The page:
By Sam Frizell
June 9, 2016

Bernie Sanders said Tuesday that he will do whatever he can to help defeat Donald Trump in the general election, signaling that he is prepared to reconcile with his opponent and adopted Democratic Party—but that he is not yet ready concede to Hillary Clinton.

The Vermont Senator spoke to reporters on the White House lawn shortly after an extensive meeting with President Obama about how to unify the party in the wake of a combative primary.

“I am going to do everything in my power and I will work as hard as I can to make sure that Donald Trump does not become president of the United States,” Sanders said, with his wife, Jane, at his side.

Sanders insisted, however, that he would continue his campaign and compete in the Washington, D.C. primary next week. “Our campaign has been about building a movement, which brings working people and young people in to the political process to create a government which represents all of us and not just a handful of wealthy campaign contributors,” Sanders said. “We will continue doing everything that we can to oppose the drift which currently exists toward an oligarchic form of society, where a handful of billionaires exercise enormous power over our political, economic and media life.”

Clinton and the Sanders campaign have been in open contact in the last few days, with the two candidates speaking on the phone on Tuesday night. Sanders said they had a productive conversation and that they plan on meeting in the future to figure out a plan to defeat Trump. Clinton has already secured enough delegates to win the Democratic nomination.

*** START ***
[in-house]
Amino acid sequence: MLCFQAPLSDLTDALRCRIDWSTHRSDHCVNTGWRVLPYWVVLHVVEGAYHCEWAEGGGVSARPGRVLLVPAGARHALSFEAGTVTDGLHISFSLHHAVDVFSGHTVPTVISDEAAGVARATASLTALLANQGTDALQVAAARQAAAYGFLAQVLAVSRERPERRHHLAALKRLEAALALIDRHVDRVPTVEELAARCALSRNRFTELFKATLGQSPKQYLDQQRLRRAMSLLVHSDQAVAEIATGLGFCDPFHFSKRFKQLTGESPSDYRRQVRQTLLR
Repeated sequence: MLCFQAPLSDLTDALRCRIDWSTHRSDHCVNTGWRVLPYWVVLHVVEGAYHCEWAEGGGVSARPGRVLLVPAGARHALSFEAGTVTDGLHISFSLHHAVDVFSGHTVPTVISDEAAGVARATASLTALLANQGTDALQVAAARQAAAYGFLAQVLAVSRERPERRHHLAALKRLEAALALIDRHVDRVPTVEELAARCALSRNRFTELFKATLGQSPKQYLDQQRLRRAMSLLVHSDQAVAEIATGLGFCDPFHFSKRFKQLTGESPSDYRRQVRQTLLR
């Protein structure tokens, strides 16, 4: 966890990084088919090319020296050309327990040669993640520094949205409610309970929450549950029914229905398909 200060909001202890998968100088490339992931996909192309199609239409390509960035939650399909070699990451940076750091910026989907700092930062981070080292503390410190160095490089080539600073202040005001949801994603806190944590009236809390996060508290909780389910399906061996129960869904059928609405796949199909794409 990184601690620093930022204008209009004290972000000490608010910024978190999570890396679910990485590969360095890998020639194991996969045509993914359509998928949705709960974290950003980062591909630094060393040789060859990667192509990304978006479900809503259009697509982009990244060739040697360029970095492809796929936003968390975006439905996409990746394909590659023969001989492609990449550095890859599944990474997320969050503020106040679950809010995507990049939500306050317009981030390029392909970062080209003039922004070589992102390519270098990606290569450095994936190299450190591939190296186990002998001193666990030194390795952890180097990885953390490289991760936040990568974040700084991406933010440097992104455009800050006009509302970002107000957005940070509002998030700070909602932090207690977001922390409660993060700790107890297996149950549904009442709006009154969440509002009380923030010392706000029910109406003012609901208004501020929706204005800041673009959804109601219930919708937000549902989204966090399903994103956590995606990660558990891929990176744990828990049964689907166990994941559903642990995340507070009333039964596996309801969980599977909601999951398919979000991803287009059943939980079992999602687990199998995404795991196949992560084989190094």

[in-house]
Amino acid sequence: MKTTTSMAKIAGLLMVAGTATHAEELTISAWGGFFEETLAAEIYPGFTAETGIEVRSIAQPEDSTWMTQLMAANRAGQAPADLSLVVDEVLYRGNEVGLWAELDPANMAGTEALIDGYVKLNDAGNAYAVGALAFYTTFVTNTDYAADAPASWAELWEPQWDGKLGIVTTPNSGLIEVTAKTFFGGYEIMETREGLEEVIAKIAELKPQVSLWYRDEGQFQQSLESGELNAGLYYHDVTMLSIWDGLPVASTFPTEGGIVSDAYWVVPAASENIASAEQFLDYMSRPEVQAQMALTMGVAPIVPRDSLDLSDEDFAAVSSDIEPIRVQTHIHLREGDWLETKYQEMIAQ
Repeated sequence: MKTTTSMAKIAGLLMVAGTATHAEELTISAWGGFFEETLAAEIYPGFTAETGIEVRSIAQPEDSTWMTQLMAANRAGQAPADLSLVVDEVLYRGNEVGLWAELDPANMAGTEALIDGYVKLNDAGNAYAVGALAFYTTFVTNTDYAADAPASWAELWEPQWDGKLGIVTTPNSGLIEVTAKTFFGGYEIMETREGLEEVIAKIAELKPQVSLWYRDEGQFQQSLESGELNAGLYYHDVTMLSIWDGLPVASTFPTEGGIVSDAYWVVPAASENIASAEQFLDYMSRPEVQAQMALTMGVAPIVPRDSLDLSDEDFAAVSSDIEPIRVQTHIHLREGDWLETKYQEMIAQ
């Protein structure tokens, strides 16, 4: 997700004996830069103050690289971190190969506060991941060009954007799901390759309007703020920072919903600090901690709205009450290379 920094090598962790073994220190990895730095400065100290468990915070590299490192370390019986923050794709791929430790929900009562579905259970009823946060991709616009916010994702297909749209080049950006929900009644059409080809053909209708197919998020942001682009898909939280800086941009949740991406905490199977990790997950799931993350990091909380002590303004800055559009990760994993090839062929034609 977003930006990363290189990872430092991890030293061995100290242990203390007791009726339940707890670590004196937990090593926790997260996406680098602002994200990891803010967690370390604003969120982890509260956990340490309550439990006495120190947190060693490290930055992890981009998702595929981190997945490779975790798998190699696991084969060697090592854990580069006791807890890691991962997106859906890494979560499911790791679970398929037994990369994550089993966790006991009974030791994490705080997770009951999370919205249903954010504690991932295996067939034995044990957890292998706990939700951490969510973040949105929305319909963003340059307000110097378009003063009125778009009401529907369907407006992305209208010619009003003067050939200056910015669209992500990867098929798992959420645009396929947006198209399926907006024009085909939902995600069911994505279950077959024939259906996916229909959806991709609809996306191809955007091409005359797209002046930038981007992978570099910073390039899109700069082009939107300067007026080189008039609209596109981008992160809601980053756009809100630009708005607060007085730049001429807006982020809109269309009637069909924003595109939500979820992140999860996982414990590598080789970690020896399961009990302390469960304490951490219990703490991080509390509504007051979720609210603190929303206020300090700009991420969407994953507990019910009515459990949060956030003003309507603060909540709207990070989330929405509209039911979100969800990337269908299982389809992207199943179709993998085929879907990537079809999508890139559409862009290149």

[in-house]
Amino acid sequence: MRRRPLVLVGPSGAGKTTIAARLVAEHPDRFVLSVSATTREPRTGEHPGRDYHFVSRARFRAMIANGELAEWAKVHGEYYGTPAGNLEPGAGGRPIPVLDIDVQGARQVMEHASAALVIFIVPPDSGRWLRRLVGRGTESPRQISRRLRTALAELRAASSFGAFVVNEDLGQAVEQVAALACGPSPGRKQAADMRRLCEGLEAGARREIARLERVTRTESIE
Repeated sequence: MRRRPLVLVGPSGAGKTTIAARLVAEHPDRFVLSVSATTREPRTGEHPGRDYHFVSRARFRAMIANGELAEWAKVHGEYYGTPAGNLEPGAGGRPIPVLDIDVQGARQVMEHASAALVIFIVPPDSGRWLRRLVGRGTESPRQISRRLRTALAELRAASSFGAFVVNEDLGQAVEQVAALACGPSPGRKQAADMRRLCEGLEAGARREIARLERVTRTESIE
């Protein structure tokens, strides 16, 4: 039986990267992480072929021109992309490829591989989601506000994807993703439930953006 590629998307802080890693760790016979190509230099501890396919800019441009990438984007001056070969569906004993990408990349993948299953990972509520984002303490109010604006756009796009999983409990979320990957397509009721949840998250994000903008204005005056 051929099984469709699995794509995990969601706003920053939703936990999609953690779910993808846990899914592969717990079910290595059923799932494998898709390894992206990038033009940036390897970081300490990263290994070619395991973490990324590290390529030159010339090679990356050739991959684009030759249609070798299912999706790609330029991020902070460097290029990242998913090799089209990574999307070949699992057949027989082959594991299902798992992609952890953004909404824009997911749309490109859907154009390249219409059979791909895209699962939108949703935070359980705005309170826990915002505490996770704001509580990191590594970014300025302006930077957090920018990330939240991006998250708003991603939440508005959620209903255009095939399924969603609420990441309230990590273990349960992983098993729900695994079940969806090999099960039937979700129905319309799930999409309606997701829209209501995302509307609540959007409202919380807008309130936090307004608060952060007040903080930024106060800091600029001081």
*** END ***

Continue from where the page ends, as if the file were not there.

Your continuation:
“I spoke briefly to Secretary Clinton on Tuesday night,” Sanders said. “I congratulated her on her very strong campaign. I look forward to meeting with her in the near future to see how we can work together to defeat Donald Trump and create a government that represents all of us, and not just the 1%.”

Obama and Sanders met to discuss the future of the party and the movement that Sanders has begun. Afterward, Sanders also thanked Obama for not weighing in on the race or endorsing Clinton earlier in the primary. Obama is is expected to formally back Clinton soon.

“They said at the beginning that they would not put their thumb on the scale, they kept their word and I appreciate that very much,” Sanders said.

-With reporting by Maya Rhodan

Contact us at editors@time.com.

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